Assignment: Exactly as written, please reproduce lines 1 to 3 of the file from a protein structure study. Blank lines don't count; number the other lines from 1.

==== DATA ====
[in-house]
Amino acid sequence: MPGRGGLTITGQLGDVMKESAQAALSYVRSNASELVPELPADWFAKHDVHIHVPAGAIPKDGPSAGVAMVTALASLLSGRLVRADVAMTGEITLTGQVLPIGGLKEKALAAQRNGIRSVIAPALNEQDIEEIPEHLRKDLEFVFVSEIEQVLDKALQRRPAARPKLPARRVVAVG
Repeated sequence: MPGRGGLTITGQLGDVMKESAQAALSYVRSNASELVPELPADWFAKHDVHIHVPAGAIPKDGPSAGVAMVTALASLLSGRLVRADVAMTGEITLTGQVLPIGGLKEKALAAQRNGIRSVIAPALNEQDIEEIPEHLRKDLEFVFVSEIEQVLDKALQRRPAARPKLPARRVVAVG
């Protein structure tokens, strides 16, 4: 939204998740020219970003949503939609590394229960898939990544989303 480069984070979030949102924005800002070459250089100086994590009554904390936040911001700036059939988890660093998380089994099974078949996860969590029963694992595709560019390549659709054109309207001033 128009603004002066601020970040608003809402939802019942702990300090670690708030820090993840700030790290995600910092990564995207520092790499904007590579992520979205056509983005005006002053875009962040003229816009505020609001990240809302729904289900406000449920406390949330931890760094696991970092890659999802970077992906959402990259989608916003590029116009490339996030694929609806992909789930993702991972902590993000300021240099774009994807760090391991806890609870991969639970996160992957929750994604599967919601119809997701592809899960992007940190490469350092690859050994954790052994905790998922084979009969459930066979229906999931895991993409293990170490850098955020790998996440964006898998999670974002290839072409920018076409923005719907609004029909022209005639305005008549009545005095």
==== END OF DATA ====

[in-house]
Amino acid sequence: MPGRGGLTITGQLGDVMKESAQAALSYVRSNASELVPELPADWFAKHDVHIHVPAGAIPKDGPSAGVAMVTALASLLSGRLVRADVAMTGEITLTGQVLPIGGLKEKALAAQRNGIRSVIAPALNEQDIEEIPEHLRKDLEFVFVSEIEQVLDKALQRRPAARPKLPARRVVAVG
Repeated sequence: MPGRGGLTITGQLGDVMKESAQAALSYVRSNASELVPELPADWFAKHDVHIHVPAGAIPKDGPSAGVAMVTALASLLSGRLVRADVAMTGEITLTGQVLPIGGLKEKALAAQRNGIRSVIAPALNEQDIEEIPEHLRKDLEFVFVSEIEQVLDKALQRRPAARPKLPARRVVAVG